Born in Corinth, Mississippi in 1931, and later moving to Paducah, Kentucky, Knight was one of seven children in a low-income family. Dropping out of school after the eighth grade, he soon realized there were few job opportunities for a young, relatively uneducated black man. His despair led him to drug addiction. In an effort to stop this downward spiral and regain control of his life, Knight joined the Army in 1947 where he served as a medical technician. He was discharged in 1951 after suffering a serious shrapnel wound which left him once again addicted to narcotics. He is often quoted as stating, “I died in Korea from a shrapnel wound and narcotics resurrected me.”
Struggling to support his addiction, Knight turned to crime. He was convicted of robbery in 1960, when he snatched an elderly woman’s purse. He believed his lengthy prison sentence to be unjust and racist. He soon channeled his outrage into poetry, discovering that expressing his feelings through poetry helped him achieve a sense of freedom from the oppression and futility he had felt all his life. He started by reciting “toasts”—long, narrative poems—from memory. However, it was not long before Knight found his own voice and began writing poetry and submitting it for publication. Laika Poetry Review reports that in order “to survive mentally and physically in prison Knight began to record honest depictions of his feelings and reactions to everything around him. The effects were stunning. Feelings of sheer horror and wonder towards the world have rarely been more incandescently burned onto the page in verse form.” He attracted the attention of other great poets such as Amiri Baraka, Haki Madhubuti, and Sonia Sanchez who were instrumental in securing his parole in 1968.
The publication of his first book, Poems from Prison, coincided with his release which catapulted Knight to the height of the Black Arts Movement. Jean Anaporte-Easton reports in Callaloo magazine that “…success carried Knight forward faster than he was able to move without losing his balance.”
Within a year of his parole, Knight was using heroin again. His personal life suffered and his marriages failed, and he was in and out of rehabilitation centers over the years, but his poetry continued to flourish.
Knight used unique mechanics in his poetry, giving his verse a sense of rhythm that reflected his background with oral tradition. His poems address topics such as racism, slavery, ancestry, and love. He remained a charismatic poetry reader and often read his poems in local bars. Knight states, “If you can stop a man with a full-kidney of beer heading for the men’s room, then you’ve got a good poem.”
Knight wrote his poetry for the common people. He promoted unity in the black community and among the average citizens. Stephen W. Baldwin notes, “Knight transcends racial and economic boundaries by discussing the human spirit’s desire for love, freedom, equality, and culture…[his] poetry touches the soul of the common working class citizen.”
His talents earned him several positions at such prestigious schools as the University of Pittsburgh, University of Hartford, and Lincoln University. In addition, Knight worked as a poetry editor for Motive magazine. He was honored with a grant from the National Endowment for the Arts in 1972 and 1980, and a Guggenheim Fellowship in 1974.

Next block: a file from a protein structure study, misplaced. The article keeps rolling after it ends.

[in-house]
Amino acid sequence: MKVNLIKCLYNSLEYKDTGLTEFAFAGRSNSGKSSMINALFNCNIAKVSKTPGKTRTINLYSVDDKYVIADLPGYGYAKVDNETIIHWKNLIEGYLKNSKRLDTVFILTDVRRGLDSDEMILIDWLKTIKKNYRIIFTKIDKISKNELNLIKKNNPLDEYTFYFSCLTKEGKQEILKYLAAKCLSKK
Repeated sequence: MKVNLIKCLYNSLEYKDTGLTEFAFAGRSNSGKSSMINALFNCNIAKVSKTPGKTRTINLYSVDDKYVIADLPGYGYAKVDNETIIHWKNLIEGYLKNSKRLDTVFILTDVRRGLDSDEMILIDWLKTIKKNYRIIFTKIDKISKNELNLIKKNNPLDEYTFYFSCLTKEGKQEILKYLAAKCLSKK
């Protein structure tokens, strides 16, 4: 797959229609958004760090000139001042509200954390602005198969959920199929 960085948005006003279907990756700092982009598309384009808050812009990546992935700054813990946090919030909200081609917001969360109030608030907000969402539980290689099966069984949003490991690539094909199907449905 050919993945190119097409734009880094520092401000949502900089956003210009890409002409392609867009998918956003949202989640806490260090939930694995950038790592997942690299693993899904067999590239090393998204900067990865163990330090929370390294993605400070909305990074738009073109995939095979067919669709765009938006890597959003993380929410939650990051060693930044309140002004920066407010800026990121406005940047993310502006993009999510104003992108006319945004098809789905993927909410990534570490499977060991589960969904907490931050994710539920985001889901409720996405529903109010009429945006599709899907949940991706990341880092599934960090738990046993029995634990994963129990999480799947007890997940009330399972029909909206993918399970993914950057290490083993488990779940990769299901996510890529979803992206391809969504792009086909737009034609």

In the late 1970’s, Knight resided in Memphis, Tennessee, where he continued to write poetry while also conducting workshops and collecting “toasts” to be published by the Center for Southern Folklore. He was featured in the Memphis Public Library’s video series, Talking Leaves. In 1980, Knight published Born of a Woman: New and Selected Poems, and in 1986, The Essential Etheridge Knight.
Knight received many honors for his poetry including the Shelley Memorial Award from the Poetry Society of America, the Before Columbus Foundation American Book Award in Poetry, and an American Book Award. He also received National Book Award and Pulitzer nominations for his book Belly Song and Other Poems (1973).
Knight began his life as a troubled youth struggling to survive in a tough world. He continued to battle drug and alcohol addiction. However, instead of submitting to the demons that haunted him, he fought to retain control and, in the process, produced some of the most poignant poetry of his time.
Knight succumbed to lung cancer on March 10, 1991, in Indianapolis. But, by his own admission, Knight died several times: “I died in 1960 from a prison sentence and poetry brought me back to life.” His voice continues to be heard through his poetry. Laika Poetry Review declares that, “Even though his poems were written decades ago they make vast swathes of contemporary poetry, and indeed hip-hop, sound conservative, toothless, redundant. There are few writers today who can come near his power, his music and his eloquence.”
Poems from Prison (poetry), 1968
Black Voices from Prison (poetry), 1972
Belly Song and Other Poems (poetry), 1973
Born of a Woman: New and Selected Poems (poetry), 1980
The Essential Etheridge Knight (poetry), 1986
Etheridge Knight’s page at Poets.org
Etheridge Knight’s page at the Poetry Foundation:
Etheridge’s Knight’s biography and sample poems at Modern American Poetry:
Etheridge Knight Festival of the Arts:
Etheridge Knight’s page at Mississippi Writers & Musicians: